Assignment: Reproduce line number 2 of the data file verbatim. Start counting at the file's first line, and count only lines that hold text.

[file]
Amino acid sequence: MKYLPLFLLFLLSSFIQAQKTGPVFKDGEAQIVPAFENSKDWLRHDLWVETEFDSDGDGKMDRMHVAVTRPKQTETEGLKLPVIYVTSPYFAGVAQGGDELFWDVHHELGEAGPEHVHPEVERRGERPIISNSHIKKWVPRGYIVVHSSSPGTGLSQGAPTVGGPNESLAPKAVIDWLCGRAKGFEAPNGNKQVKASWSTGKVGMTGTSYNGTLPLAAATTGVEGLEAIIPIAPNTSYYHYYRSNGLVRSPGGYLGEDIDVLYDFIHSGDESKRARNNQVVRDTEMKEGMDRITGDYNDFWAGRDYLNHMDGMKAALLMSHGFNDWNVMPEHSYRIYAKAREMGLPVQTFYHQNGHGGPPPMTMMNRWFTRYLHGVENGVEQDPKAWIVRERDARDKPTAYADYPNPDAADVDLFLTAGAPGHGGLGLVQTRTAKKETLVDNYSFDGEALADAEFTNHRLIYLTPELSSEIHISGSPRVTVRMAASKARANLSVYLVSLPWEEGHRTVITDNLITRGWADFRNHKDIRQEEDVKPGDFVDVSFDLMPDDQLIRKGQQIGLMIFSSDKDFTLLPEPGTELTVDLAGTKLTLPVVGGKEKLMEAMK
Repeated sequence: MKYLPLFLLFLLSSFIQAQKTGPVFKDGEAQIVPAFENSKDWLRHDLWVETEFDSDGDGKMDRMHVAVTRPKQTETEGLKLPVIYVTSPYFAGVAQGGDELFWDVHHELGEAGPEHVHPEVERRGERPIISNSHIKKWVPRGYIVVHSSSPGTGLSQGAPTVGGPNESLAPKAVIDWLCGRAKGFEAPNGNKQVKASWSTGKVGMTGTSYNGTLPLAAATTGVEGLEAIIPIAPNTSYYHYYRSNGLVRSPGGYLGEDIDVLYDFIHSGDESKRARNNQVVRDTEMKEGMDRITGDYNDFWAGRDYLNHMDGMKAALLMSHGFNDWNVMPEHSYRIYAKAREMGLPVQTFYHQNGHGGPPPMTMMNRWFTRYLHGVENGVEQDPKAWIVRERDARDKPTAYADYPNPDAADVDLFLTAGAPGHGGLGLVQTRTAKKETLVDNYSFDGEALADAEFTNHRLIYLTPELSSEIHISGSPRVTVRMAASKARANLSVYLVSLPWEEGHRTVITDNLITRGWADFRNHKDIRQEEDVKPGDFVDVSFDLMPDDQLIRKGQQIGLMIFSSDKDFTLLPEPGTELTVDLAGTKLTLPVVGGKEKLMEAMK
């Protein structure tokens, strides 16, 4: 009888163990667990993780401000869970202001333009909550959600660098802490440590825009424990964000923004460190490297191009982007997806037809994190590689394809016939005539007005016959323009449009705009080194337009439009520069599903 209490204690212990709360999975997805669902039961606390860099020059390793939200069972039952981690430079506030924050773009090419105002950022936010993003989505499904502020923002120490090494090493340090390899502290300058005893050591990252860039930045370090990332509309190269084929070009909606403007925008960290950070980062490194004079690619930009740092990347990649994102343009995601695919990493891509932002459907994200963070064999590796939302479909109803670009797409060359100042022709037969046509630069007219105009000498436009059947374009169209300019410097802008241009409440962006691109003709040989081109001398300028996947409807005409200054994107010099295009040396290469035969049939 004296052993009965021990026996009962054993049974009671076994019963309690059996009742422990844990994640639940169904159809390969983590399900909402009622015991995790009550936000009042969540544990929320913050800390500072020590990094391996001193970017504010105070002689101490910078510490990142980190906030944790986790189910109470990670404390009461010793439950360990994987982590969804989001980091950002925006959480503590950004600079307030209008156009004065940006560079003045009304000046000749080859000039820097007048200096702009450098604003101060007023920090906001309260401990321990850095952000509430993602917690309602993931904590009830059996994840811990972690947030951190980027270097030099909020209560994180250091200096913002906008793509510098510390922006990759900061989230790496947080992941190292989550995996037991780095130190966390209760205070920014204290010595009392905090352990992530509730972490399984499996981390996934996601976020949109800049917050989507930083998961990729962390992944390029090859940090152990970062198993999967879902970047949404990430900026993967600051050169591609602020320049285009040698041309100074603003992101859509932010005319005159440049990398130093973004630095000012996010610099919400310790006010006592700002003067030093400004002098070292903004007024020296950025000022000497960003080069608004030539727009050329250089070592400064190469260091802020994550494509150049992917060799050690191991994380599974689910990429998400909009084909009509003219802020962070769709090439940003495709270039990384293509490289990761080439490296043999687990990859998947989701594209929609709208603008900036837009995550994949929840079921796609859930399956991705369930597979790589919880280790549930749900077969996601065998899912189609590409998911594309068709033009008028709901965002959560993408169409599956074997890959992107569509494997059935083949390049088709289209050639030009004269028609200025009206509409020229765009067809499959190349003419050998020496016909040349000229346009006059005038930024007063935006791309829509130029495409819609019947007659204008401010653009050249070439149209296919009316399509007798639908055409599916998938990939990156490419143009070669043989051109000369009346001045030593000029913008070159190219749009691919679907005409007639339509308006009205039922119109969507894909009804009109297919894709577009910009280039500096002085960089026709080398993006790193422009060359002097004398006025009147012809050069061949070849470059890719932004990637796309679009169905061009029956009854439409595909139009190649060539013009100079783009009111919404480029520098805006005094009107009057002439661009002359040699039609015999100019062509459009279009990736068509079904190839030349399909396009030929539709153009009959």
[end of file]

Repeated sequence: MKYLPLFLLFLLSSFIQAQKTGPVFKDGEAQIVPAFENSKDWLRHDLWVETEFDSDGDGKMDRMHVAVTRPKQTETEGLKLPVIYVTSPYFAGVAQGGDELFWDVHHELGEAGPEHVHPEVERRGERPIISNSHIKKWVPRGYIVVHSSSPGTGLSQGAPTVGGPNESLAPKAVIDWLCGRAKGFEAPNGNKQVKASWSTGKVGMTGTSYNGTLPLAAATTGVEGLEAIIPIAPNTSYYHYYRSNGLVRSPGGYLGEDIDVLYDFIHSGDESKRARNNQVVRDTEMKEGMDRITGDYNDFWAGRDYLNHMDGMKAALLMSHGFNDWNVMPEHSYRIYAKAREMGLPVQTFYHQNGHGGPPPMTMMNRWFTRYLHGVENGVEQDPKAWIVRERDARDKPTAYADYPNPDAADVDLFLTAGAPGHGGLGLVQTRTAKKETLVDNYSFDGEALADAEFTNHRLIYLTPELSSEIHISGSPRVTVRMAASKARANLSVYLVSLPWEEGHRTVITDNLITRGWADFRNHKDIRQEEDVKPGDFVDVSFDLMPDDQLIRKGQQIGLMIFSSDKDFTLLPEPGTELTVDLAGTKLTLPVVGGKEKLMEAMK